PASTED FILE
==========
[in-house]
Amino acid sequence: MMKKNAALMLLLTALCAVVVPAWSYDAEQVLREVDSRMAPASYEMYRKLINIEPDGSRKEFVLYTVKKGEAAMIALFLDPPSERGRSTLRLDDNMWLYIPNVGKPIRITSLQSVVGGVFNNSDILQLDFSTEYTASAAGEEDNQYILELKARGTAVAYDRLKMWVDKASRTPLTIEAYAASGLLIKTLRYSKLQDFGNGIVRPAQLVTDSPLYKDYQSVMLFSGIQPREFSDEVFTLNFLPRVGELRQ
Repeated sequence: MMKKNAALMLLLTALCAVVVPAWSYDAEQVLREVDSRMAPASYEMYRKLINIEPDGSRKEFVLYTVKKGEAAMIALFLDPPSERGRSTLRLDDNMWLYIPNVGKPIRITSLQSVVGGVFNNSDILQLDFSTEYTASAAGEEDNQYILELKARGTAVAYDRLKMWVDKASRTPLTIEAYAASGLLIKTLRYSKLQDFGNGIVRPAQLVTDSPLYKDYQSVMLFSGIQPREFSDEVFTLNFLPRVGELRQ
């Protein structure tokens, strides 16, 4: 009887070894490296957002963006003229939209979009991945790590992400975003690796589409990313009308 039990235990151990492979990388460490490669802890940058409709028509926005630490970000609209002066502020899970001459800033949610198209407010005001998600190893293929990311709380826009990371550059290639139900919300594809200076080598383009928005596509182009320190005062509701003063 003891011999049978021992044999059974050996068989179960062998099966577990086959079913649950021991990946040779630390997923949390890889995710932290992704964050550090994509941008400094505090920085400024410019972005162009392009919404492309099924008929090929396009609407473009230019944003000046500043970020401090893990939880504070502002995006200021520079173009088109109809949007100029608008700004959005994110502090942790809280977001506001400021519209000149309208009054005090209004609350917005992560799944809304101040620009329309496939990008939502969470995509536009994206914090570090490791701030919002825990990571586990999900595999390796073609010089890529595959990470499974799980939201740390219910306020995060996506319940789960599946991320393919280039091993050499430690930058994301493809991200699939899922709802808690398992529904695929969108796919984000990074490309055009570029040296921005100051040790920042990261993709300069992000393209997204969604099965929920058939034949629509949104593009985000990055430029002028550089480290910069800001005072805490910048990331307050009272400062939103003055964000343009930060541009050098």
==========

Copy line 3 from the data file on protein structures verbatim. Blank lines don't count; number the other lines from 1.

Repeated sequence: MMKKNAALMLLLTALCAVVVPAWSYDAEQVLREVDSRMAPASYEMYRKLINIEPDGSRKEFVLYTVKKGEAAMIALFLDPPSERGRSTLRLDDNMWLYIPNVGKPIRITSLQSVVGGVFNNSDILQLDFSTEYTASAAGEEDNQYILELKARGTAVAYDRLKMWVDKASRTPLTIEAYAASGLLIKTLRYSKLQDFGNGIVRPAQLVTDSPLYKDYQSVMLFSGIQPREFSDEVFTLNFLPRVGELRQ